The third ORF (ORF-3), spanning from ATG at position 78 to TAA at position 305 and containing another in-frame TGA, encodes a 75-amino acid protein not related to Msr proteins. Its 40-amino acid N-terminal segment is 55_60% identical to the C-terminal sequence of the LysR-type transcription regulator of Rhizobium, Sinorhizobium, and Sphingopyxis. In addition to being strongly conserved among Rhizobiales and Sphingomonadales ,, this regulatory protein is known to be determined by genes carried by DNA regions destined to be transferred from one to another bacterial genome .
To obtain evidence that the msrAB gene is a functional and effectively expressed gene, cDNA preparations were obtained from cells previously induced to increase their anti-oxidative enzyme synthesis by a mild oxidative stress (generated by a 30-min suspension with 300-μM H2O2 concentration), and subjected to PCR amplification with primer combinations specific to each ORF (Additional file 3: Figure S2). Two MsrA-specific 368-bp and 660-bp products were obtained, indicating that ORF-1 is either the only one to be expressed, or is expressed to a much higher extent than the other two ORFs.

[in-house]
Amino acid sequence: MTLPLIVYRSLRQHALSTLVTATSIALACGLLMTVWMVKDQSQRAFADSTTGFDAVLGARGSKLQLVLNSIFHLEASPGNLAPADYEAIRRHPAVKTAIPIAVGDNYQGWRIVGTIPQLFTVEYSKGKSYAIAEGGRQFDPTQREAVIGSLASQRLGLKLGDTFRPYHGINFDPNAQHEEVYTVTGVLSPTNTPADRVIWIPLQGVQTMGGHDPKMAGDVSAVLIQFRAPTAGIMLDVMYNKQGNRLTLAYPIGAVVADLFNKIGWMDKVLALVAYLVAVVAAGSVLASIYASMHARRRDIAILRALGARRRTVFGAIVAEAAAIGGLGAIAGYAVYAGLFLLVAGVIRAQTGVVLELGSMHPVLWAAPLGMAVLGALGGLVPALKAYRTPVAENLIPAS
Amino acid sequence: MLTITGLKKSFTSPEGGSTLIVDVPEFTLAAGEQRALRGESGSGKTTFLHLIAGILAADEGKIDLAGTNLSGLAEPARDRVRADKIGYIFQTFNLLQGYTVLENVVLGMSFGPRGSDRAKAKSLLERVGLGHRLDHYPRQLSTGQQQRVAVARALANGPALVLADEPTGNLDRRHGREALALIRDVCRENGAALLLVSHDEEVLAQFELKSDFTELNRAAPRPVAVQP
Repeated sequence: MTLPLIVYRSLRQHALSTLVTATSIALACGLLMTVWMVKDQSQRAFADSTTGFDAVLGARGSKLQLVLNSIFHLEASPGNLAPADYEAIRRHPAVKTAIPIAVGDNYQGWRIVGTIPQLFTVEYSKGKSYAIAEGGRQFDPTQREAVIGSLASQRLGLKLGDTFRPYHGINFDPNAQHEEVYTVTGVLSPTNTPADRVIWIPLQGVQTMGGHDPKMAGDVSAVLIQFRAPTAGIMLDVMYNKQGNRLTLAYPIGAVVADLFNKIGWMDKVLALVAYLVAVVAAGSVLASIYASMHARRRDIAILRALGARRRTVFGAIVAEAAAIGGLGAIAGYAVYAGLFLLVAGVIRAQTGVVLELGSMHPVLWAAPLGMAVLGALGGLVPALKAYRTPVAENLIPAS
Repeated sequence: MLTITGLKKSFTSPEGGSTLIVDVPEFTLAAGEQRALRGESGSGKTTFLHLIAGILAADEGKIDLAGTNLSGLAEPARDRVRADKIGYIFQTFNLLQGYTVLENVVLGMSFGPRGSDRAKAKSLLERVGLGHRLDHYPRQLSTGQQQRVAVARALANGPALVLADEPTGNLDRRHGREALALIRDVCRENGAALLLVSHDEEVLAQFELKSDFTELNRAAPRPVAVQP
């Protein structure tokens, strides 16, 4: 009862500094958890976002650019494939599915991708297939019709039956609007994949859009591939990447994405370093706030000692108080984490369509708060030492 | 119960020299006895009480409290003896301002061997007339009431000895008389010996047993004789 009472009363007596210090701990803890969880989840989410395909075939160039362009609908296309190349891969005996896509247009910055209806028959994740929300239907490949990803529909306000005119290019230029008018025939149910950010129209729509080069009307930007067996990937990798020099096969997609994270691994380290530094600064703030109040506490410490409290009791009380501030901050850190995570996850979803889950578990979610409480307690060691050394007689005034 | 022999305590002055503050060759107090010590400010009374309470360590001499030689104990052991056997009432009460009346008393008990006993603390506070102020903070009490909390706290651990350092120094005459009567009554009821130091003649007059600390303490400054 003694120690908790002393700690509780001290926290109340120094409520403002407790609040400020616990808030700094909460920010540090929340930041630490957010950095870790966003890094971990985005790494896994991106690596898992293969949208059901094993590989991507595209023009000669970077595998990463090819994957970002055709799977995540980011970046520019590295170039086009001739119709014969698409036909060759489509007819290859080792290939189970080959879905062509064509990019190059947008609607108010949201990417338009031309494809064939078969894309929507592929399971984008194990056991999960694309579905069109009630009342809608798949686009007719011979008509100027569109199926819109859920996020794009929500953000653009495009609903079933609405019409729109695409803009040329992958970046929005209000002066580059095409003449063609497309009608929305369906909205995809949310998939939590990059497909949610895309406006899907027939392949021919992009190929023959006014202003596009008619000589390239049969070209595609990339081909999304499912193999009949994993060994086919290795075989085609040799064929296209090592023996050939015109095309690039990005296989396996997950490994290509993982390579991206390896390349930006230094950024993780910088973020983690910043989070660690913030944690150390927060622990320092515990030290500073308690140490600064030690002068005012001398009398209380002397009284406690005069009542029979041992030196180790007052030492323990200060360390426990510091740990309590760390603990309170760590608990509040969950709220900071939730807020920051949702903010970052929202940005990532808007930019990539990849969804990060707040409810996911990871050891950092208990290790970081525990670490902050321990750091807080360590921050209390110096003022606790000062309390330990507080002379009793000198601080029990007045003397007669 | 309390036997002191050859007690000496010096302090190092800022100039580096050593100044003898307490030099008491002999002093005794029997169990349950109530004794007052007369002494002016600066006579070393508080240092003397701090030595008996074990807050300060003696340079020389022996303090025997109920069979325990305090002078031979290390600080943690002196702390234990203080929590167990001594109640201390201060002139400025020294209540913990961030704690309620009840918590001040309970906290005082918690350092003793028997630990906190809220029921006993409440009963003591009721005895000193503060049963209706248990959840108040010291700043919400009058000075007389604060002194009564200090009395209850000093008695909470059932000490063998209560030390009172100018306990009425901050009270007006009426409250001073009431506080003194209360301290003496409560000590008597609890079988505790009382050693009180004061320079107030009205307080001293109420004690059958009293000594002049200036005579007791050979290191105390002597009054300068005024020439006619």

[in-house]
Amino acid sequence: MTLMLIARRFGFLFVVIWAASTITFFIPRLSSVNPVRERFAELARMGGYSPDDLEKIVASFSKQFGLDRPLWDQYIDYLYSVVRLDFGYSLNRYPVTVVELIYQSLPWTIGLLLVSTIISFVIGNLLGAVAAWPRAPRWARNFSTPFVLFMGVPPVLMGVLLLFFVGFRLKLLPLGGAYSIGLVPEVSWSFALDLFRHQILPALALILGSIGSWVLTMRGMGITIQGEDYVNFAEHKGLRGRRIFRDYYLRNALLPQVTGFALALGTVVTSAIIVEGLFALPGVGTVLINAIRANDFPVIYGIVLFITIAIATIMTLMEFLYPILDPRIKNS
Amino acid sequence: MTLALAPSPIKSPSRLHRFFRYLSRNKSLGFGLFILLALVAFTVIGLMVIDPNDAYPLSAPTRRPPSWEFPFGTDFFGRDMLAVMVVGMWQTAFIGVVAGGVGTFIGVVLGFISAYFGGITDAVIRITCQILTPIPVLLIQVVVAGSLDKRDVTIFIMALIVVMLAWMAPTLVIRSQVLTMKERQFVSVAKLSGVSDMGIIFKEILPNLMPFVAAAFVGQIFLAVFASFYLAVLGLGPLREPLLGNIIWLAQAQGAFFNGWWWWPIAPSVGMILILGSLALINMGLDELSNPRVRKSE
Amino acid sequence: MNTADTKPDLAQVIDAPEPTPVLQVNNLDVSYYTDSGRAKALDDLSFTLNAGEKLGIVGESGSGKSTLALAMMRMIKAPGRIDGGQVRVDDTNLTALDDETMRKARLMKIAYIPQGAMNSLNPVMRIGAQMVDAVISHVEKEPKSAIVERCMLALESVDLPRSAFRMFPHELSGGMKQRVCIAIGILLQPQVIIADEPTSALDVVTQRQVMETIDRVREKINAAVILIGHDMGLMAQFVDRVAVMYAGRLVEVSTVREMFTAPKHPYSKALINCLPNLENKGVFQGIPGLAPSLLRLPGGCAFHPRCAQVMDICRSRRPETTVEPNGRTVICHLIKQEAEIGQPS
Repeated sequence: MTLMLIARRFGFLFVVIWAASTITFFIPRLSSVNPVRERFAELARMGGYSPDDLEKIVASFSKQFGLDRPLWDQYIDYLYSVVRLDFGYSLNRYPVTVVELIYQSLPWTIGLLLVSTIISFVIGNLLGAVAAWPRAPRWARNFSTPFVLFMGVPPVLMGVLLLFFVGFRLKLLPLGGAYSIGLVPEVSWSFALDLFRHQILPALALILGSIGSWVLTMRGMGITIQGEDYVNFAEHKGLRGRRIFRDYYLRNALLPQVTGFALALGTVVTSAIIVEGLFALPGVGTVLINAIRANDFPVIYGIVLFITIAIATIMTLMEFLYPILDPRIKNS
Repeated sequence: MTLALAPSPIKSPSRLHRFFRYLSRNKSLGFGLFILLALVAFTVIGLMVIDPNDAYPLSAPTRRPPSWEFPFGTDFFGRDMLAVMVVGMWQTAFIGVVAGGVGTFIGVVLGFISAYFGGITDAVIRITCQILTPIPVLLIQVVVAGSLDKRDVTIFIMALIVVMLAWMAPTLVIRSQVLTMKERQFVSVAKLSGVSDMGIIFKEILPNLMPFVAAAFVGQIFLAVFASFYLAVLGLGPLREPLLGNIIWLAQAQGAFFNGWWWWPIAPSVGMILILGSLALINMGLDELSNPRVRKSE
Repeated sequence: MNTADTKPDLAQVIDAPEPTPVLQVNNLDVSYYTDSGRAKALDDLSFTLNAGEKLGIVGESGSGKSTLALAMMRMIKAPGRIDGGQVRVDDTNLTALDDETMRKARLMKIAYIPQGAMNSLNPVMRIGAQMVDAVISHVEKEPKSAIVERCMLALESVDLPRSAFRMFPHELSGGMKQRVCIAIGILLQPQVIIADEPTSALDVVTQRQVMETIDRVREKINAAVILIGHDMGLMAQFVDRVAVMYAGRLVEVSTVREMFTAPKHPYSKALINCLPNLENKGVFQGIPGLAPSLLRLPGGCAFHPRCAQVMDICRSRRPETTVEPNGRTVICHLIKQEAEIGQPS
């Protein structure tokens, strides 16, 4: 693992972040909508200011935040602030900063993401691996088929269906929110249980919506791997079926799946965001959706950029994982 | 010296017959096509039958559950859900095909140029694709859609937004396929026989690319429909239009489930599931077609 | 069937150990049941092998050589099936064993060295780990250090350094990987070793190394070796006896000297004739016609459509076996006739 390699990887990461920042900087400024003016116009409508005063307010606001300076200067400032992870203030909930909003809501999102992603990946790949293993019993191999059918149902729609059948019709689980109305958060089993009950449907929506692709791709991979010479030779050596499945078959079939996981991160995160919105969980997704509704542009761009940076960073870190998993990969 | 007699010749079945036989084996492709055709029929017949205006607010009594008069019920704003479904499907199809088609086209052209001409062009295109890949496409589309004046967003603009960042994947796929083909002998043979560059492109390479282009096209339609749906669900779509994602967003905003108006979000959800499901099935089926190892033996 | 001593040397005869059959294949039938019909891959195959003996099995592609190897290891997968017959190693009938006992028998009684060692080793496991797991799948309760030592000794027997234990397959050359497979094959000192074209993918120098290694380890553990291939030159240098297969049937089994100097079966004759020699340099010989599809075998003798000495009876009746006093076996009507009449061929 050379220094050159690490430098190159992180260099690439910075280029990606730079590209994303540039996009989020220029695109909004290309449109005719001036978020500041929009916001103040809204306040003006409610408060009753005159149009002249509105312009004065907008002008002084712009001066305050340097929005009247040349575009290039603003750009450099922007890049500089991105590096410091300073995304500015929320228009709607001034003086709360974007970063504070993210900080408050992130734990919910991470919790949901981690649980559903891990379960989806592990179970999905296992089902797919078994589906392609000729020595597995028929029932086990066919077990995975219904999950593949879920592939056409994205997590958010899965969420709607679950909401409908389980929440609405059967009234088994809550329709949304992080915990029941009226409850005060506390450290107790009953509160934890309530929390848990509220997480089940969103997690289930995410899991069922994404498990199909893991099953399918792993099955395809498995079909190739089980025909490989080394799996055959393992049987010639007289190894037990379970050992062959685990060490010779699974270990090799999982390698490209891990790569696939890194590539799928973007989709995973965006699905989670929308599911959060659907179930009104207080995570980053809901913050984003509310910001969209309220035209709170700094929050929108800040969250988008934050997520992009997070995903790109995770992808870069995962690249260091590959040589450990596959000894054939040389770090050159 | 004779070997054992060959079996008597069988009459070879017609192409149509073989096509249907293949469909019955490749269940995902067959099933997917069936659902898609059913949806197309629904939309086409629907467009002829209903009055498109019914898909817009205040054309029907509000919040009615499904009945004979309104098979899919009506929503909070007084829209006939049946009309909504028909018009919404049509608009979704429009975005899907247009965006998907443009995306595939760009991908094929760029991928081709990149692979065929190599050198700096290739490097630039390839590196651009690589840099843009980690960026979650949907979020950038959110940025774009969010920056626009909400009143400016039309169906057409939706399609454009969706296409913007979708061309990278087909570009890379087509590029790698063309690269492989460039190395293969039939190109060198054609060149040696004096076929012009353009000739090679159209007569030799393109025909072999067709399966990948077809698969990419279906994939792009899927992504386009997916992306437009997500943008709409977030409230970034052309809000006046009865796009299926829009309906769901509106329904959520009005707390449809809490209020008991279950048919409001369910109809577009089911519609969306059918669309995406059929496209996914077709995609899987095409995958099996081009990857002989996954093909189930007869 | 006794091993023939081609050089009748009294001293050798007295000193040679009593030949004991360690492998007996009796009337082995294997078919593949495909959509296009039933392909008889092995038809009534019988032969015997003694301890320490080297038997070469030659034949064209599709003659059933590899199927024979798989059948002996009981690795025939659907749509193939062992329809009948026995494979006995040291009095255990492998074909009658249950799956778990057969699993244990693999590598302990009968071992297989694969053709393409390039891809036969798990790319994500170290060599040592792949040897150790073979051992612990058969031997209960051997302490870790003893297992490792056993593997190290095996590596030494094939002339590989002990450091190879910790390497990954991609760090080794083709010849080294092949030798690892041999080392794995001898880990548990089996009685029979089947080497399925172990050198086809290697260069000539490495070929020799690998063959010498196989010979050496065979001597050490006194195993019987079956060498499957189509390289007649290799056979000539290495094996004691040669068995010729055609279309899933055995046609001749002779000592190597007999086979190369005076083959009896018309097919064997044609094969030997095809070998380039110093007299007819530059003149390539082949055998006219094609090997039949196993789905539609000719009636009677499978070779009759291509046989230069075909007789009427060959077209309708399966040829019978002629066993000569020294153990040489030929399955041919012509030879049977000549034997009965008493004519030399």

Genome analysis from a large variety of pro- and eukaryotes indicates that gene transfer among the three domains of life is a recurrent phenomenon in biological evolution. It also suggests that eukaryotic genomes preferentially retain those prokaryotic genes which encode enzymes capable of conferring adaptive and evolutionary advantages -. The finding that E. raikovi uses Msrs from Alphaproteobacteria to repair methionine-oxidized proteins supports these concepts, and implies that ciliates in general expand their genetic resources from the acquisition of bacterial gene sequences.
The pervasive tendency of Euplotes species to host endosymbiotic bacteria in their cytoplasm , and the fact that Rhizobiales include numerous symbiotic species  would suggest that the origin of the msrAB coding sequence lies in some Sinorhizobium species living as endosymbionts in E. raikovi. However, present-day stable cytoplasmic hosts of E. raikovi appear to be Gammaproteobacteria, in primis Francisella endociliophora,, which have Msr genes with sequences markedly different from those of the E. raikovi msrAB coding sequences (personal communication from Dr. Andreas Sjdin, CBRN Defence and Security Department, Swedish Defence Research Agency, Ume).